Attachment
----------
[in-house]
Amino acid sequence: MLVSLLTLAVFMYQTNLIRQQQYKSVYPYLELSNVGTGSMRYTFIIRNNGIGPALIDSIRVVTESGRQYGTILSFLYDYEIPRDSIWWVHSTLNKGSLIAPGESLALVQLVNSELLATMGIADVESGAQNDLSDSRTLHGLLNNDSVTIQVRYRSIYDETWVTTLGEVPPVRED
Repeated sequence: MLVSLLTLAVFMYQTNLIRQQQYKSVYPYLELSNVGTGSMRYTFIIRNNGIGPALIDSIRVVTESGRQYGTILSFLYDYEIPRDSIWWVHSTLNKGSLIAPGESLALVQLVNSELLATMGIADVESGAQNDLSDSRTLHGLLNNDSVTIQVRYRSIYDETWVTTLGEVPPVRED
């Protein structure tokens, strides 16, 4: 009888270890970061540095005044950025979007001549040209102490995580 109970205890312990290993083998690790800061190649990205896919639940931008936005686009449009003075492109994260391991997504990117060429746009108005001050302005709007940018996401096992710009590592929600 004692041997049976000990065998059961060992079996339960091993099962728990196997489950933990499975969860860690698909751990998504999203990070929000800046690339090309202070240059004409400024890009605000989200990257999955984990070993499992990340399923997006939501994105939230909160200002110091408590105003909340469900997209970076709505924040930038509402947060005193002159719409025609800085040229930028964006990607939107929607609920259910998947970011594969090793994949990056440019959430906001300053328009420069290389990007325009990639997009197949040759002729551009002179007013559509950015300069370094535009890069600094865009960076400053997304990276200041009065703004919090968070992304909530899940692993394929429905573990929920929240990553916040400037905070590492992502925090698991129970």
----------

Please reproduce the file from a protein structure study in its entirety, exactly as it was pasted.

[in-house]
Amino acid sequence: MLVSLLTLAVFMYQTNLIRQQQYKSVYPYLELSNVGTGSMRYTFIIRNNGIGPALIDSIRVVTESGRQYGTILSFLYDYEIPRDSIWWVHSTLNKGSLIAPGESLALVQLVNSELLATMGIADVESGAQNDLSDSRTLHGLLNNDSVTIQVRYRSIYDETWVTTLGEVPPVRED
Repeated sequence: MLVSLLTLAVFMYQTNLIRQQQYKSVYPYLELSNVGTGSMRYTFIIRNNGIGPALIDSIRVVTESGRQYGTILSFLYDYEIPRDSIWWVHSTLNKGSLIAPGESLALVQLVNSELLATMGIADVESGAQNDLSDSRTLHGLLNNDSVTIQVRYRSIYDETWVTTLGEVPPVRED
């Protein structure tokens, strides 16, 4: 009888270890970061540095005044950025979007001549040209102490995580 109970205890312990290993083998690790800061190649990205896919639940931008936005686009449009003075492109994260391991997504990117060429746009108005001050302005709007940018996401096992710009590592929600 004692041997049976000990065998059961060992079996339960091993099962728990196997489950933990499975969860860690698909751990998504999203990070929000800046690339090309202070240059004409400024890009605000989200990257999955984990070993499992990340399923997006939501994105939230909160200002110091408590105003909340469900997209970076709505924040930038509402947060005193002159719409025609800085040229930028964006990607939107929607609920259910998947970011594969090793994949990056440019959430906001300053328009420069290389990007325009990639997009197949040759002729551009002179007013559509950015300069370094535009890069600094865009960076400053997304990276200041009065703004919090968070992304909530899940692993394929429905573990929920929240990553916040400037905070590492992502925090698991129970």